Only 27.5% of all hybrid and electric vehicle trade-ins in the US in 2016 have been applied to the purchase of another hybrid or EV, according to a new analysis from car shopping destination Edmunds.com. The rate is a sharp drop from the 38.5% of hybrid and EV trade-ins in 2015, and the findings reinforce a trend first identified last year by Edmunds that owners of alt-fuel vehicles are returning to traditional gasoline-powered vehicles in greater numbers than ever before.
Edmunds’ analysis found that a hybrid or electric trade-in is more likely to go toward the purchase of a SUV (33.8%) than another hybrid or EV. The trend is even more apparent when looking only at EV trade-ins—25.7% of EV trade-ins went toward the purchase of a SUV, compared to just 4.8% that went toward another EV.
This trend is not an indictment of the quality of these cars—hybrid and electric vehicles tend to be equipped with some of the most sought-after technology on the market today. This is an economics trend, since today’s low cost of gas no longer makes it worth paying the price premium of hybrids and EVs. And there are so many fuel-efficient vehicles on the market today that environmental concerns weigh less than they might have in years past. When you’re buying a vehicle that can get over 30 mpg, you can still say you’re doing your part to help the environment.—Edmunds.com Director of Industry Analysis Jessica Caldwell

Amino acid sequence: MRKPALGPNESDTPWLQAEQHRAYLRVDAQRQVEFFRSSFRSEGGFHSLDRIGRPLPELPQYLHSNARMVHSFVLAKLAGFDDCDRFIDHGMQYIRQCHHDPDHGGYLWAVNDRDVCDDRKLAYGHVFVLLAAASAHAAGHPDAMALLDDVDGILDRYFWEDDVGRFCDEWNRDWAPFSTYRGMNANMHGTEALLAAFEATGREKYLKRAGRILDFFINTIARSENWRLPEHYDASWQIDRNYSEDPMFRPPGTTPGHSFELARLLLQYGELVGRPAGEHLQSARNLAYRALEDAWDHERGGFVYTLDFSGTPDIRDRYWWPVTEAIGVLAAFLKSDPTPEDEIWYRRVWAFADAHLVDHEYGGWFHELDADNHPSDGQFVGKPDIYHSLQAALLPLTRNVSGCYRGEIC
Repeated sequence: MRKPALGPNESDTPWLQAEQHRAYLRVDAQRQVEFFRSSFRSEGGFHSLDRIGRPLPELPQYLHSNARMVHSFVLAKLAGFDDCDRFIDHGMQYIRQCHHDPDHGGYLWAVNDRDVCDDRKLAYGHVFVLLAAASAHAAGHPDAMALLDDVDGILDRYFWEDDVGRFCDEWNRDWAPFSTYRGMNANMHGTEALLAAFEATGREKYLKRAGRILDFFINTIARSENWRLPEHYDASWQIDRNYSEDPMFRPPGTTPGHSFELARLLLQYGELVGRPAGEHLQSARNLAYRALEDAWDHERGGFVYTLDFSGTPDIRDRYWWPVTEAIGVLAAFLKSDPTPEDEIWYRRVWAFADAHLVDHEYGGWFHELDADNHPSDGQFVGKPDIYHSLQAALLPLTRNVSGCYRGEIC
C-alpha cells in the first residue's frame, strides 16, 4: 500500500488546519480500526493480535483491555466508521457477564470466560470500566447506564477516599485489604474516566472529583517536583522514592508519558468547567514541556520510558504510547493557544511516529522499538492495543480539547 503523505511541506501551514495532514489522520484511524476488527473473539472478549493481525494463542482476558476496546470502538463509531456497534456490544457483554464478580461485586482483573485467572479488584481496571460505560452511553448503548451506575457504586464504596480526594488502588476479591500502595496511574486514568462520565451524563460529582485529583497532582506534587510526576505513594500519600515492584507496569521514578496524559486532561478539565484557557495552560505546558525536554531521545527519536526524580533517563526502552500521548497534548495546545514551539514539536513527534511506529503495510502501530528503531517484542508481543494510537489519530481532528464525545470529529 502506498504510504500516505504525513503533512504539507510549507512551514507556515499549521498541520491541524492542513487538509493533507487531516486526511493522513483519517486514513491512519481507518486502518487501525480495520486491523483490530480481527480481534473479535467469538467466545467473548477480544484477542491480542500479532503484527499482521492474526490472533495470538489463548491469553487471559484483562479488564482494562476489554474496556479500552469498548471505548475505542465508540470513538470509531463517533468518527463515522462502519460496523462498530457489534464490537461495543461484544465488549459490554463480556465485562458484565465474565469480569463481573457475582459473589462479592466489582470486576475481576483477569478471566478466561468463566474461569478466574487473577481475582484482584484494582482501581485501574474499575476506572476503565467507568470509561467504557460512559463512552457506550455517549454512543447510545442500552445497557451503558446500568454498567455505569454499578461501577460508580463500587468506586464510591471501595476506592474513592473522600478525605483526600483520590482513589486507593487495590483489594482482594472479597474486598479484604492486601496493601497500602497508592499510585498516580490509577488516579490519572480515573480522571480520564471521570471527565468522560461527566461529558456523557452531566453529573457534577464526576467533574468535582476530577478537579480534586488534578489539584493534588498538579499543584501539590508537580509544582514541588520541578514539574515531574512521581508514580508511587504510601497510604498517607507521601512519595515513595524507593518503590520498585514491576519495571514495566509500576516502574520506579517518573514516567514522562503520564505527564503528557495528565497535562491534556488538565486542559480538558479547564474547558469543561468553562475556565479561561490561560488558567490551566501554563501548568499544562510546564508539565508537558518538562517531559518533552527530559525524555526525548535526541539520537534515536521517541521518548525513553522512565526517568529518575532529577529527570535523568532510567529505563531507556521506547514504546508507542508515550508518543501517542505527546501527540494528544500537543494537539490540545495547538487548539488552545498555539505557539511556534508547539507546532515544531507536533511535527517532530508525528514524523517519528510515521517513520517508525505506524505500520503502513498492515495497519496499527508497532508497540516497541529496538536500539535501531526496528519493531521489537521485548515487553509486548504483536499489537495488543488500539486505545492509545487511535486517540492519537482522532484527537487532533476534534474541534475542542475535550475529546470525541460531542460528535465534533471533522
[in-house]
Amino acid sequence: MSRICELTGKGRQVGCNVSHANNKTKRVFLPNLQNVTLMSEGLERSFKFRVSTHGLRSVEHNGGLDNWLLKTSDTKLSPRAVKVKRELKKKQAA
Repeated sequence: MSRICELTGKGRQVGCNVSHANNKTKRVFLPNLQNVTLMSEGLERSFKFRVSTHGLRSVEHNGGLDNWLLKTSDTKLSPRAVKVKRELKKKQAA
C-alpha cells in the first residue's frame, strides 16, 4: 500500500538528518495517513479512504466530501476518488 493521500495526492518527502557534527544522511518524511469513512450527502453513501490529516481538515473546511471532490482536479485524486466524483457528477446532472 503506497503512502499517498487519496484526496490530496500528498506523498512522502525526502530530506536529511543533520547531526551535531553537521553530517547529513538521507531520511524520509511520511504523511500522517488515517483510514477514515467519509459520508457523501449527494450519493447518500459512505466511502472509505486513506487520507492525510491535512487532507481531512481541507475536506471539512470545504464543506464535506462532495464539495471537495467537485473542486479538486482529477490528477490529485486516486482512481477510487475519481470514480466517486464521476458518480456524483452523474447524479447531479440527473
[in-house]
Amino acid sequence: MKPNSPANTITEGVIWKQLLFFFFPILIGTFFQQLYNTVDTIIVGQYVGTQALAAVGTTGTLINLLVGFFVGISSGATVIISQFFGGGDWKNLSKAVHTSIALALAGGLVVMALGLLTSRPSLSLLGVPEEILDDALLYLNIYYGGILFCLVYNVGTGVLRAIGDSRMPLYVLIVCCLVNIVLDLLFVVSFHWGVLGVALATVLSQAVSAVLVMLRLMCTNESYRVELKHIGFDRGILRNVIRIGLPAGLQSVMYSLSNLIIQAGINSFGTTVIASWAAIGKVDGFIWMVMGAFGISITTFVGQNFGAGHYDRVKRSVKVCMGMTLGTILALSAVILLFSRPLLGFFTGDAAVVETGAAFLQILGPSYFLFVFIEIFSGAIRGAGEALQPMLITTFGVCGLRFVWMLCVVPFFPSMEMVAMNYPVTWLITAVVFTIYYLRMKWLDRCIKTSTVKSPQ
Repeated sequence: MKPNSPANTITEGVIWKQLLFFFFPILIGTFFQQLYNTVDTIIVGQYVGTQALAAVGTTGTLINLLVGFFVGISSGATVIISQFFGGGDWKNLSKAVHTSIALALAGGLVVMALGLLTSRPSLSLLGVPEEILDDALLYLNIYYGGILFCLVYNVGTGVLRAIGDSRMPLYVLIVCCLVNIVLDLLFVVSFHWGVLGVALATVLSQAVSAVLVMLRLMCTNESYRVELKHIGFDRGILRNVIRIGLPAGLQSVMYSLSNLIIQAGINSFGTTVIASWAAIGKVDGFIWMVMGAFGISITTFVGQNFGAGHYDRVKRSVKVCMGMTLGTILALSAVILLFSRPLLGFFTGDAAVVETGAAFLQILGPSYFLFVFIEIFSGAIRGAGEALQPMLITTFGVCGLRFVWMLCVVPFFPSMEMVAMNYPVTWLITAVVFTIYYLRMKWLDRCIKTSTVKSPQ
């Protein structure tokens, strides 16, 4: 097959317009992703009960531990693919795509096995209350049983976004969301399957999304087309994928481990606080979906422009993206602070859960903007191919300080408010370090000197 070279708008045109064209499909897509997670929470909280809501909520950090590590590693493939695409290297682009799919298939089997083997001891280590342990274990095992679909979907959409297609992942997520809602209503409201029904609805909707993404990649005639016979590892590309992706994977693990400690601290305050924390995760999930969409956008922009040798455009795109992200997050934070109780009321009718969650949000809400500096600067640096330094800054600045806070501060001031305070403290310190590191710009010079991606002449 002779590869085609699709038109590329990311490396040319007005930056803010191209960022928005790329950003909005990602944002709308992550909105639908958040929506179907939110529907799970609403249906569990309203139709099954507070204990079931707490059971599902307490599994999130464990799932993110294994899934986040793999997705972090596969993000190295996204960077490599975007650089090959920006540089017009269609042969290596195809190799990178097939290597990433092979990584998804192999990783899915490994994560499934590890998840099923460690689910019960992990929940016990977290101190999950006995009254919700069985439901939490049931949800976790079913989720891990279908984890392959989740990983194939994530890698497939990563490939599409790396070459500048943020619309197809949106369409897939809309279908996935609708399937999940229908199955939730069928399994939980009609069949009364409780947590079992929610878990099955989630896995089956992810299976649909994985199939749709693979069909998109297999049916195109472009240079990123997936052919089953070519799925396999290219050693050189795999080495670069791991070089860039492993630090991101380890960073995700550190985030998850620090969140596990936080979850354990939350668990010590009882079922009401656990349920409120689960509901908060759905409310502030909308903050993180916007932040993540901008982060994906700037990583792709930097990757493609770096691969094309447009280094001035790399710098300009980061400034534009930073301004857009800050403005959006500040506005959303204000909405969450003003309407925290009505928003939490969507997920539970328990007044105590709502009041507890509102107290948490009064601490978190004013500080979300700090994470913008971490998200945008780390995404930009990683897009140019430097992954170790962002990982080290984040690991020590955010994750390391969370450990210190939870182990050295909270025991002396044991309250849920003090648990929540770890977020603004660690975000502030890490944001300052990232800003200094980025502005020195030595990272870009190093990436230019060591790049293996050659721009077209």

|Vehicles purchased in connection with a hybrid or ev trade-in. 2016 data consists of 5,724 hybrid and EV trade-ins captured through the end of March. Data: Edmunds.com. Click to enlarge.
Most of those making the switch from alt-fuel vehicles to SUVs are opting for the most fuel-efficient sub-segment of compact crossover SUVs. Edmunds found that 16.4% of hybrid and EV trade-ins this year went toward compact crossovers. By comparison, only about 1.4% went toward a gas-guzzling purchase of a large SUV or crossover SUV.
The overwhelming popularity of SUVs trumps just about any other trend in today’s market. SUV sales are up 22% in the last five years, and almost every other segment has suffered as a result. It’s especially true for hybrids and EVs, which generally don’t offer the size that today’s shoppers crave.—Jessica Caldwell
Edmunds’ trade-in analysis comes at a time when overall electric and hybrid sales have struggled. The alt-fuel category saw a 10% drop from Q1 2015 to Q1 2016, while the overall industry saw a 3.3% lift during that time. Plug-in hybrids, however, have shown strength. A successful redesign of the Chevrolet Volt and the introduction of some new models such as the Audi A3 Sportback e-tron and the Hyundai Sonata Plug-in have helped the segment’s sales jump more than 40%, from 7,652 sales in Q1 2015 to 10,932 sales in Q1 2016.